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A well planned and planted pond, full of wildlife and part of a complete garden design. This pond was designed by Earthworks Garden Design in 2009 and it is improving every year I am told. This photo was taken in September 2013. Image copyright Barney Thompson 2013

If you already have a wildlife pond and you now realise that it is in the wrong place, you need to consider when you will move the pond, and how. But before you do that, first do a full site analysis of your garden so that you are sure to get it right this time! If you want help with this then contact a garden designer. I will walk you through the process for an hourly rate, and imagine that most designers worth their salt would too.

When it comes to relocating, if at all possible build the new pond before draining the old one. This allows wildlife to migrate from the old pond into the new one. Leave the new pond to settle for as long as you can, fill naturally with rain if possible, and dump a few buckets of water from the old pond into the new one to kickstart the ecosystem.

Read up on how to design and build your new pond and be sure to include shallow margins all the way around so wildlife can easily climb and crawl in and out. Do not include any steep sides. I like to include deep margins all around and fill them with sand so that they become shallow beaches. I plant Irises, marsh marigolds (Caltha palustris), bog bean (Menyanthes trifoliata), water forget-me-not (Myosotis palustris) and in a jurassic garden a big fat ornamental rhubarb like Rodgersia pinnata “Superba”, or Gunnera manicata. These large-leaved plants are really exciting, and if you have enough space I urge you to put at least one in. The marginals can be planted straight into the sand and will stabilise the margins when the roots knit together.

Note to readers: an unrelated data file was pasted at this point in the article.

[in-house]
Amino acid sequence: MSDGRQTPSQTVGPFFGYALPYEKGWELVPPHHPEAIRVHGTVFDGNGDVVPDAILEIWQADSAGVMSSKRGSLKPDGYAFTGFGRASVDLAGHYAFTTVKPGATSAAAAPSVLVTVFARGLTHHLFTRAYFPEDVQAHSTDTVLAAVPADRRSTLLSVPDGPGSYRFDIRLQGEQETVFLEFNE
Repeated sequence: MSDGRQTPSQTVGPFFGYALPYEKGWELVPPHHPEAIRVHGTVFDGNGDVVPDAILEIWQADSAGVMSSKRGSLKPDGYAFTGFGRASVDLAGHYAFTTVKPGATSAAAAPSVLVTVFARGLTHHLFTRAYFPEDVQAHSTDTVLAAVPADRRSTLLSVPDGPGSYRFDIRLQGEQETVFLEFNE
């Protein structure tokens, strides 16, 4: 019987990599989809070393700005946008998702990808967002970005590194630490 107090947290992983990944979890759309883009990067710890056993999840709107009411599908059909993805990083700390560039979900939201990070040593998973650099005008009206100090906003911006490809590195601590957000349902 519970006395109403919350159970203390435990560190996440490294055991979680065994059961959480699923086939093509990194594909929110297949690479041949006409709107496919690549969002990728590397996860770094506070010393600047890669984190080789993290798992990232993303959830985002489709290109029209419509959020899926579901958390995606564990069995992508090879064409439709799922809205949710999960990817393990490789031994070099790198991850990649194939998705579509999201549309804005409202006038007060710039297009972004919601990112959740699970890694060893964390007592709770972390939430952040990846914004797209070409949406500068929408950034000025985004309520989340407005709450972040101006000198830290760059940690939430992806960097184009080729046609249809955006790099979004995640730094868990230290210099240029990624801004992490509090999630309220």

A rock on the bottom of the pond, in the deeper water but breaking the surface will bring  birds to bathe, as will your shallow margins. And, be sure to include lots of native, floating oxygenating plants, which will do a lot to keep the water clear.

When you are confident that the new pond is ready and settled (I am talking months if possible)  you can put a garden fork into the bottom of the old pond to puncture the liner. Let the water drain away naturally, this may take some time. It is really important that you do this at the right time of year. Never do it in winter because hibernating frogs will be either exposed and scavenged, or might waken. This will speed up their metabolism and they will have nothing to eat, so would not survive the winter.

Of course, in spring where there is water there are generally tadpoles, so I wait until late summer. Newts tend to be on the move as well and there are generally fewer eggs and hatchlings about. This has been my practice based on what I have seen and read, and I am not an ecologist so I welcome the feedback or advice of anyone who knows better!

As the water drains out of your old pond you will probably find that creatures move out, some hopefully into your new pond. Keep an eye out for stranded wildlife and help them along to the new pond. Probably best to lift out your old pond liner and lay it on the edge of the new pond so any stragglers can get oriented and make their way into their fabulous new home!

All you need to do now is put a nice bench nearby in some dappled sunlight so you can sit and watch the underwater world go by…

If you want help and advice around designing your garden contact me via my website: http://www.earthworksnorth.co.uk